2020 Sadie Family Swartland Treinspoor
The Sadie Family team work with roughly 30-hectares of vines, one-third of which are estate, with the other vines farmed entirely under their control. This is a considerable undertaking when you consider, at their furthest point, the vineyards lie some 250 miles apart and are spread across 53 separate parcels. Then consider that everything is dry grown and organically farmed and that each parcel, having different geologies, aspects and often grape varieties, will require different management. These vines lie mostly on the high altitude slopes of Swartland’s Atlantic-influenced mountains, one hour north of Cape Town on the Western Cape.
Tinta Barocca arrived in South Africa from the Duero and has found a home in the Western Cape. Historically Tinta Barocca has always played a prominent role in Swartland's red blends, though interest in the variety, particularly from the old, dry-grown vineyards, has really spiked in recent years. This vineyard, planted in 1974 and located next to the old railway line (treinspoor), lies four kilometres west of Malmesbury on decomposed granite and sandstone. Sadie notes that while the very fragile, thin skin of Tinta Barocca is prone to sunburn, the old bush vines keep the bunches sheltered from the intense Swartland sun. Sadie likens his Treinspoor to a sort of stylistic cross between Northern Rhone Syrah (blackberry/currant fruit, plushness, nettles) and Piemontese Nebbiolo, (spice, florals, acidity and tannins). That pretty much nails it. It's certainly a wine of great energy and drive, with its dark and inky core surrounded by layers of pretty, red fruit and florals all wrapped in fine, powdery tannins. Fermented in concrete and raised for 12 months in foudre, it's an outstanding, idiosyncratic red of great beauty and character.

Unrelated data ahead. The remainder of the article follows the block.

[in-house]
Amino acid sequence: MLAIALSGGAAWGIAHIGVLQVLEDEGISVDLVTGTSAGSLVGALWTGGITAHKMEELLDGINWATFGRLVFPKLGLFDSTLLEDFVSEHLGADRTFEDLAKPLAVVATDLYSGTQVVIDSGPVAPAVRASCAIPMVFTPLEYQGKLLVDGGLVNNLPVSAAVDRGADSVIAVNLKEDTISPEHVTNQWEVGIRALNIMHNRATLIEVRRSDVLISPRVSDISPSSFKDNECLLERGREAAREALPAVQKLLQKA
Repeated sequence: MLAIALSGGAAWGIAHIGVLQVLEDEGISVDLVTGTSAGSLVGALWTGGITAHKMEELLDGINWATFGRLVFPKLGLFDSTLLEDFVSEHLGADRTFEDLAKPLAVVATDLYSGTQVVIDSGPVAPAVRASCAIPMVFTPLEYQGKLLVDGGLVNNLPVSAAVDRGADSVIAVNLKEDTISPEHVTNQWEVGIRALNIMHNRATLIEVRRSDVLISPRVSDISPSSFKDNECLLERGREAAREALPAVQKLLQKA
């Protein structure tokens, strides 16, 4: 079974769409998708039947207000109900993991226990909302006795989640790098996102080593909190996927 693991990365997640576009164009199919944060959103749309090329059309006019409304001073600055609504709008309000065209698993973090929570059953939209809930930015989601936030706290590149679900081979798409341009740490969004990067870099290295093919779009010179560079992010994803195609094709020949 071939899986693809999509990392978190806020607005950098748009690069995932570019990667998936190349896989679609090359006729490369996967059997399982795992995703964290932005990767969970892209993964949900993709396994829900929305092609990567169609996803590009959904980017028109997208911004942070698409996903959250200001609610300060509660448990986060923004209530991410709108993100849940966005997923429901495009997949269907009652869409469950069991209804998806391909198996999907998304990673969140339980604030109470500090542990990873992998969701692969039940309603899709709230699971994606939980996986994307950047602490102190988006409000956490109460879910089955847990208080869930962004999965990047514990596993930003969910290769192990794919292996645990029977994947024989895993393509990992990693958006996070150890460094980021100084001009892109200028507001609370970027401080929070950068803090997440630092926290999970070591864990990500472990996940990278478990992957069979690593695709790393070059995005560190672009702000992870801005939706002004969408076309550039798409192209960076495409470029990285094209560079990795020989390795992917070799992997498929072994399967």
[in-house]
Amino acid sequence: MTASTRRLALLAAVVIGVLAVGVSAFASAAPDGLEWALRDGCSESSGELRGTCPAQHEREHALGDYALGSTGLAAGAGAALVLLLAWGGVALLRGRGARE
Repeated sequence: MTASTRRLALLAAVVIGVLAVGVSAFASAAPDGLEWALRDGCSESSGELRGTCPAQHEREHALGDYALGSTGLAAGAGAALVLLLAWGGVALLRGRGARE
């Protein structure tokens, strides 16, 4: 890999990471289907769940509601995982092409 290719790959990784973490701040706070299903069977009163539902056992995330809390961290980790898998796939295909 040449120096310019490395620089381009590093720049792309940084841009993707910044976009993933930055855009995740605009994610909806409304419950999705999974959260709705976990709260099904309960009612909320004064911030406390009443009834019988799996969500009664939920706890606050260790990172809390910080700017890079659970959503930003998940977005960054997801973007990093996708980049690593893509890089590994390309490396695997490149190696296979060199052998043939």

We're doing an enormous amount of work in the vineyard to recuperate it," says Eben Sadie of his beloved Tinta Barocca, "and trying to extract less in the winery." Showing its classic grip and tannins, this has damson, liquorice and tar-like flavours and aromas, appealingly rustic tannins and the structure to age. Nebbiolo meets Syrah.
Tim Atkin MW - South Africa Special Report 2021